The End for Abreu, Possibly . . .

Abreu—approaching the end of a solid career?

Someone had to go in order for the Los Angeles Dodgers to clear a spot for incoming Shane Victorino, and it looks as though veteran Bobby Abreu, Victorino’s former Philadelphia Phillies teammate, is the unlucky candidate. The Dodgers designated him for assignment Wednesday.

It isn’t that Abreu had become baggage by any means—in seventy games he had a .359 on-base percentage, though he wasn’t hitting quite to his one-time level—but the Dodgers for now just had little enough role for him now other than pinch-hitting duty, with an outfield of Victorino, Matt Kemp, and Andre Ethier. Clearly, according to ESPN, manager Don Mattingly wasn’t all that anxious to let Abreu go just yet.

Bobby kind of came at a time when we had some guys hurt, did a great job for us. He’s another guy in the clubhouse who’s been good with the young players, talking to them about hitting. To me, he’s an intelligent guy who understands the game and everything that’s going on with it. He’s just good for guys.

Once a Phillies mainstay who became a better than useful player with the New York Yankees and the Los Angeles Angels, Abreu found himself released in late April when Mike Trout—making a solid Rookie of the Year and American League Most Valuable Player case (he leads the Show in WAR at this writing)—was promoted to stay.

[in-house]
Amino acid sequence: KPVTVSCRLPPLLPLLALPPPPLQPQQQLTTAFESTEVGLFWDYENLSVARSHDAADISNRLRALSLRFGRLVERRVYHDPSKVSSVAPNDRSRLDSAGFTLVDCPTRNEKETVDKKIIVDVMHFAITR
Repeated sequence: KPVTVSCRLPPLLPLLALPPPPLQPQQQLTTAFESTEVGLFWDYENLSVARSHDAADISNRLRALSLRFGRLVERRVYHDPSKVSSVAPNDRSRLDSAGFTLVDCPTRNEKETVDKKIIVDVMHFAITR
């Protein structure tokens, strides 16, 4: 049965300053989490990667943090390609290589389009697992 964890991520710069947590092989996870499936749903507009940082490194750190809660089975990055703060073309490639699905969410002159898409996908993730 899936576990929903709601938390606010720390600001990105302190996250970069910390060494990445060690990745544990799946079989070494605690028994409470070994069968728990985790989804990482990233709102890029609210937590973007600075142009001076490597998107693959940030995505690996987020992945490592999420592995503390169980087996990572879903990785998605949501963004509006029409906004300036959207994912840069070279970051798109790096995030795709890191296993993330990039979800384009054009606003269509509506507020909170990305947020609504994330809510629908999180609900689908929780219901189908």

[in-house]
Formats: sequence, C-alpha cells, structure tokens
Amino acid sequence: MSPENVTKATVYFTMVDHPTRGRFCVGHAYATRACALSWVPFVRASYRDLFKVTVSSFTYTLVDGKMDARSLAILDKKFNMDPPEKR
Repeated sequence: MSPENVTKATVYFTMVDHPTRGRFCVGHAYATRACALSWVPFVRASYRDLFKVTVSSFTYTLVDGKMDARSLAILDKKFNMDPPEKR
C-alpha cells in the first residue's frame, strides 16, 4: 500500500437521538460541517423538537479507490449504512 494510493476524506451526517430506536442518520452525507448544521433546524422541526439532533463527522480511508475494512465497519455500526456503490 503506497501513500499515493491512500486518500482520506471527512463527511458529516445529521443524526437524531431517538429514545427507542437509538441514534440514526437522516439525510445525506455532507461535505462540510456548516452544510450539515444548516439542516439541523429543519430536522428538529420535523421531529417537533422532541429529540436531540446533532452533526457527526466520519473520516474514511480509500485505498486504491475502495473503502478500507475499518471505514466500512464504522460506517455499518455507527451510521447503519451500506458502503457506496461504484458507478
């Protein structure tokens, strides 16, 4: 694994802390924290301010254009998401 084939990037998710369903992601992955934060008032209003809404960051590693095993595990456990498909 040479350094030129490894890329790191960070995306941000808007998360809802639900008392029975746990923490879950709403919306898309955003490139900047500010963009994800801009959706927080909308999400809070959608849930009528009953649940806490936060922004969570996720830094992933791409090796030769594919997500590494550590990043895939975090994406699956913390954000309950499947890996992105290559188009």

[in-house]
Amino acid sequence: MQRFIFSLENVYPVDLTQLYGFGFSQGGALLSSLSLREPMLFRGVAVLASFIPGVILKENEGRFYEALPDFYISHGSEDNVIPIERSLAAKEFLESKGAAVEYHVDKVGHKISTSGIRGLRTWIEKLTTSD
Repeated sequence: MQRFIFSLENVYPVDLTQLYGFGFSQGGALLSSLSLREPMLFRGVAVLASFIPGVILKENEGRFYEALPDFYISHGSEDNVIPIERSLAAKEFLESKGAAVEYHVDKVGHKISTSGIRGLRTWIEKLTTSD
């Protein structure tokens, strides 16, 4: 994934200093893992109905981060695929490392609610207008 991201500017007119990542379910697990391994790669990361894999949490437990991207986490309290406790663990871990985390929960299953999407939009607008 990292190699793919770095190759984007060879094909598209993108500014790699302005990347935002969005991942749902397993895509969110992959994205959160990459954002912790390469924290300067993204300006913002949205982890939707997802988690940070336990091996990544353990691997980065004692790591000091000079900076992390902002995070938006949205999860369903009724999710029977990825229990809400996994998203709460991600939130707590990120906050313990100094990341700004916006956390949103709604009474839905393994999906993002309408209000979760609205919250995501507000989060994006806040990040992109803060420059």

The Dodgers picked him up with the Angels paying most of his $9 million 2012 salary. Mattingly hopes the Dodgers can hold onto Abreu in one way or another, pending his acceptance to Albuquerque (AAA) until the Show rosters can expand 1 September, ESPN says. The Dodgers have ten days to trade or release the veteran otherwise; if they find a deal to their reluctant liking, Abreu could still help a team as a designated hitter who can still hit reasonably enough (his outfield skills, which were never formidable, have all but eroded) as well as mentoring their younger hitters.

Abreu himself was realistic about his role with the Dodgers during July, even though his once-formidable power numbers were no longer possible at age 38.

I never change my approach. I’m just trying to work the count, get on base and start rallies. I’ve got good guys behind me that can knock home some runs, so I just need to get on base.